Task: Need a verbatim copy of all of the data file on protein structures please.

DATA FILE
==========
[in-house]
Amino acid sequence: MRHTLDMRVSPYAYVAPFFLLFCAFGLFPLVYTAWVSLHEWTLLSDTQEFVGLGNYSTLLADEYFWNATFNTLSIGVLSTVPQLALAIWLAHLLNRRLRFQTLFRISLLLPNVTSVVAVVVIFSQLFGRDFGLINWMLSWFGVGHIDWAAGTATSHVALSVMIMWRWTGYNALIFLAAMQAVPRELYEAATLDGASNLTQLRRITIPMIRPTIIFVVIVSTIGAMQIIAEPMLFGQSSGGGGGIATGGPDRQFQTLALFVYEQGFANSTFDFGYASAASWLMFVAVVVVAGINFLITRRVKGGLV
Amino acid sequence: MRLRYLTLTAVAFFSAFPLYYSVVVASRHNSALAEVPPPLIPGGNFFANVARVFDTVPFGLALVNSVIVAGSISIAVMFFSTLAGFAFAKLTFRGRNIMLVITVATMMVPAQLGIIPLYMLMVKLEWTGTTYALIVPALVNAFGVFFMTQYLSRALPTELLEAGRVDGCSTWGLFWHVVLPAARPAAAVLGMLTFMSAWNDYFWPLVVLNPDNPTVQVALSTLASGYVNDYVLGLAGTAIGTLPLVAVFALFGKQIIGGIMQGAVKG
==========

[in-house]
Amino acid sequence: MRHTLDMRVSPYAYVAPFFLLFCAFGLFPLVYTAWVSLHEWTLLSDTQEFVGLGNYSTLLADEYFWNATFNTLSIGVLSTVPQLALAIWLAHLLNRRLRFQTLFRISLLLPNVTSVVAVVVIFSQLFGRDFGLINWMLSWFGVGHIDWAAGTATSHVALSVMIMWRWTGYNALIFLAAMQAVPRELYEAATLDGASNLTQLRRITIPMIRPTIIFVVIVSTIGAMQIIAEPMLFGQSSGGGGGIATGGPDRQFQTLALFVYEQGFANSTFDFGYASAASWLMFVAVVVVAGINFLITRRVKGGLV
Amino acid sequence: MRLRYLTLTAVAFFSAFPLYYSVVVASRHNSALAEVPPPLIPGGNFFANVARVFDTVPFGLALVNSVIVAGSISIAVMFFSTLAGFAFAKLTFRGRNIMLVITVATMMVPAQLGIIPLYMLMVKLEWTGTTYALIVPALVNAFGVFFMTQYLSRALPTELLEAGRVDGCSTWGLFWHVVLPAARPAAAVLGMLTFMSAWNDYFWPLVVLNPDNPTVQVALSTLASGYVNDYVLGLAGTAIGTLPLVAVFALFGKQIIGGIMQGAVKG